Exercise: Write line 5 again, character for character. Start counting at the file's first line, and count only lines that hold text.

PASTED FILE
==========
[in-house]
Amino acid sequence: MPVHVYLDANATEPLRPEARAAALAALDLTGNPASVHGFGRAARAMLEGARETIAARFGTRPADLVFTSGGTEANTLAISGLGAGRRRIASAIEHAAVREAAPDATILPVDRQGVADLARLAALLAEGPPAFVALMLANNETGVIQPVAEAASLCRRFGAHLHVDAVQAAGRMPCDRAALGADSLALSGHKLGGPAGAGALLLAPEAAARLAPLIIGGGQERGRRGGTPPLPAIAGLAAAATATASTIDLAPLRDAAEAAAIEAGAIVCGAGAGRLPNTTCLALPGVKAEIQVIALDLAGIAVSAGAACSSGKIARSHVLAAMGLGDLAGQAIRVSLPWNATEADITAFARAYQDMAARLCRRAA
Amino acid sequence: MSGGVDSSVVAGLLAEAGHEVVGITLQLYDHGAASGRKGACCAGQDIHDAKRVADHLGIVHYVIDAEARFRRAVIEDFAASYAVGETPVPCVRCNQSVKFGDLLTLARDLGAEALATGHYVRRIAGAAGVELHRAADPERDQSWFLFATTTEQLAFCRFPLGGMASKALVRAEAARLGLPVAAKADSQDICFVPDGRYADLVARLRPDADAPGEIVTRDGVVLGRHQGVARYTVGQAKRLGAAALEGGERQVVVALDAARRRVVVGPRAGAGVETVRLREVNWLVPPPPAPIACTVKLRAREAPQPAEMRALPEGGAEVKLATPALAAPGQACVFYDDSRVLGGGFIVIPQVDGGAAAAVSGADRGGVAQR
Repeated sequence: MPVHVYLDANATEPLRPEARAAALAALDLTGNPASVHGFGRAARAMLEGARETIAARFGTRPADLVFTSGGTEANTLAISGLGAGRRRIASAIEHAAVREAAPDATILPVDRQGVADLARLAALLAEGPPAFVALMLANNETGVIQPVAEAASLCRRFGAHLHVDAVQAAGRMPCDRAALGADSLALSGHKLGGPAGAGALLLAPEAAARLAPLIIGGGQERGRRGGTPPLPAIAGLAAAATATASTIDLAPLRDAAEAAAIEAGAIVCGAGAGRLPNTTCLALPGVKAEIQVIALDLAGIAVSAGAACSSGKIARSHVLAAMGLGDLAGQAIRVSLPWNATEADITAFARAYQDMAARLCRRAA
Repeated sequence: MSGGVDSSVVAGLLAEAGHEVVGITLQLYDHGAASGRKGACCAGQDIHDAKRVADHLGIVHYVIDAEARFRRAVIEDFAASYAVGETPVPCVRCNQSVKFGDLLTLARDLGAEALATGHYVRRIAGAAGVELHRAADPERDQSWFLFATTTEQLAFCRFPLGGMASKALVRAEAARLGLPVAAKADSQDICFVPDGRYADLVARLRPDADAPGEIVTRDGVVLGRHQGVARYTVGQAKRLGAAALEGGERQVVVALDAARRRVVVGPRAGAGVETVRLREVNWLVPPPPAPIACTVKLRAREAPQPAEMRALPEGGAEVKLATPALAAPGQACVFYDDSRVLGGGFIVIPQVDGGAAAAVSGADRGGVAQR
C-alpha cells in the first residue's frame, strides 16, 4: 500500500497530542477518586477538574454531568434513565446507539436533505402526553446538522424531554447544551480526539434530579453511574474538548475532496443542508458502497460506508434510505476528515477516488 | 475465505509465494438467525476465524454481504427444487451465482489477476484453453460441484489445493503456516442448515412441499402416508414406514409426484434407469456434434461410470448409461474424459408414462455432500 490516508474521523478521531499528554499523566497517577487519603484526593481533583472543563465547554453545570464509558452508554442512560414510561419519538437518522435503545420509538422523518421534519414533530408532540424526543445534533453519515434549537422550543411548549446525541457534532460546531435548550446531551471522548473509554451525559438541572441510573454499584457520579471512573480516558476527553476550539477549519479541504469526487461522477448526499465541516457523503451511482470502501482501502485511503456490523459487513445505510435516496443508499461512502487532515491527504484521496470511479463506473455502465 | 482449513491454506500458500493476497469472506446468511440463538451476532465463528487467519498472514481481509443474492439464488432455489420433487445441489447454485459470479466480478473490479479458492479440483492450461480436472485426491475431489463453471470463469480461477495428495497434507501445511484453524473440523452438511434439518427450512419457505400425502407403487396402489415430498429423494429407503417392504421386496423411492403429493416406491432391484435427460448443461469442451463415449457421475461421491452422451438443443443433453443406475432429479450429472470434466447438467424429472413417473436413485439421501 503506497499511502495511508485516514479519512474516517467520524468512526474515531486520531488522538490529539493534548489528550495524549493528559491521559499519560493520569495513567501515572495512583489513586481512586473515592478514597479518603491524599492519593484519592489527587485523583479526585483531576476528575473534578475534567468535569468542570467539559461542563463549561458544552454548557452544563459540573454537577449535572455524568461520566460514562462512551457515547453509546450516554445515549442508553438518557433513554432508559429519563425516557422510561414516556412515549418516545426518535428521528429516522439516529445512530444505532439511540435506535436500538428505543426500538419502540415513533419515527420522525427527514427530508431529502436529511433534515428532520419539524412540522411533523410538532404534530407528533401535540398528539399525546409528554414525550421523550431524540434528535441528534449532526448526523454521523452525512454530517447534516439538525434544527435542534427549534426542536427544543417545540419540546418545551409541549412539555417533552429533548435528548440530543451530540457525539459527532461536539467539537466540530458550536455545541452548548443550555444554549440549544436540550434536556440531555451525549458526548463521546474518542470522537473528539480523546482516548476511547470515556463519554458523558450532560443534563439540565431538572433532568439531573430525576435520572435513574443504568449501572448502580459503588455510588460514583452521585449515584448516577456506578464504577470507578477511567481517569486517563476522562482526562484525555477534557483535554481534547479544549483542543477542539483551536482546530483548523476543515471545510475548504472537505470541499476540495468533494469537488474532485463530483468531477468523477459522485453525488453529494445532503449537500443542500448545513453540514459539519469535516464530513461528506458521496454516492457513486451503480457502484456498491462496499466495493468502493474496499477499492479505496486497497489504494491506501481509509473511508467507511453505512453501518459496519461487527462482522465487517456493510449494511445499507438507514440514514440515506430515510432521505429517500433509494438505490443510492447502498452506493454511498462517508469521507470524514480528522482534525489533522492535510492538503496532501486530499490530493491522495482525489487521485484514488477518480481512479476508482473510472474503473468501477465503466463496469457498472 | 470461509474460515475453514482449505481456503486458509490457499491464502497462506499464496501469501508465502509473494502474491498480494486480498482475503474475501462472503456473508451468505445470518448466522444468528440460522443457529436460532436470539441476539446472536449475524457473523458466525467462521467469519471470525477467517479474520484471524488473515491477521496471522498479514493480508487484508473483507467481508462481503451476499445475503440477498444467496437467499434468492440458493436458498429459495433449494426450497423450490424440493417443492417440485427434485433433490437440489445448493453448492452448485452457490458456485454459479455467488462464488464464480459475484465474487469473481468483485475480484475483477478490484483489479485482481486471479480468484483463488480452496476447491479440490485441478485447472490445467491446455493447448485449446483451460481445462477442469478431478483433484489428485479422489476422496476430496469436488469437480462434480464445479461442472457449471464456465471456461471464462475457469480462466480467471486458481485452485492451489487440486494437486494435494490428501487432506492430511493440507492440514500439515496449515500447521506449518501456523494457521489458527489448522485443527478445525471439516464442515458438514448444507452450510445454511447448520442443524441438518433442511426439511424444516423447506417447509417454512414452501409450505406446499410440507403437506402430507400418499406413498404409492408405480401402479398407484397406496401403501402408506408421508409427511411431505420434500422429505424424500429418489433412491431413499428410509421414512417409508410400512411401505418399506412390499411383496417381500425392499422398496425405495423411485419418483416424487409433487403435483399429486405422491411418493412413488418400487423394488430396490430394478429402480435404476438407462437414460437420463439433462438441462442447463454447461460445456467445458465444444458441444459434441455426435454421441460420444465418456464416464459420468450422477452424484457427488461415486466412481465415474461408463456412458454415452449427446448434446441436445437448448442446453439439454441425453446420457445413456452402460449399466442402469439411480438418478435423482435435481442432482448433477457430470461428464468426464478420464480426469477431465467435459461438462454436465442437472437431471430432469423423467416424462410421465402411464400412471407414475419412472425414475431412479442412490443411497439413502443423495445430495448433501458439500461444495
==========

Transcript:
Repeated sequence: MSGGVDSSVVAGLLAEAGHEVVGITLQLYDHGAASGRKGACCAGQDIHDAKRVADHLGIVHYVIDAEARFRRAVIEDFAASYAVGETPVPCVRCNQSVKFGDLLTLARDLGAEALATGHYVRRIAGAAGVELHRAADPERDQSWFLFATTTEQLAFCRFPLGGMASKALVRAEAARLGLPVAAKADSQDICFVPDGRYADLVARLRPDADAPGEIVTRDGVVLGRHQGVARYTVGQAKRLGAAALEGGERQVVVALDAARRRVVVGPRAGAGVETVRLREVNWLVPPPPAPIACTVKLRAREAPQPAEMRALPEGGAEVKLATPALAAPGQACVFYDDSRVLGGGFIVIPQVDGGAAAAVSGADRGGVAQR